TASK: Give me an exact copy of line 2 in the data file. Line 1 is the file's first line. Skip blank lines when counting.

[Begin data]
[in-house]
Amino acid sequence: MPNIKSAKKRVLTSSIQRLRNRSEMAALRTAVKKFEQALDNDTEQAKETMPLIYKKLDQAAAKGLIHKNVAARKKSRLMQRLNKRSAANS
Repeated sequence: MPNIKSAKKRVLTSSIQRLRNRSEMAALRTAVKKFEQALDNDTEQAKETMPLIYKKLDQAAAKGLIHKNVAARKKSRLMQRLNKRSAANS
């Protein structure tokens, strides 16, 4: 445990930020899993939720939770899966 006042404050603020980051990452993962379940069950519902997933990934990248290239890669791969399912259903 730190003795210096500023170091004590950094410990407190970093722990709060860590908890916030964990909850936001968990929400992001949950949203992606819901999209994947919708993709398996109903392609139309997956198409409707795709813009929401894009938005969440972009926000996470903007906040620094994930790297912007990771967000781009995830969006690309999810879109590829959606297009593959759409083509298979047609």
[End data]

Amino acid sequence: MPNIKSAKKRVLTSSIQRLRNRSEMAALRTAVKKFEQALDNDTEQAKETMPLIYKKLDQAAAKGLIHKNVAARKKSRLMQRLNKRSAANS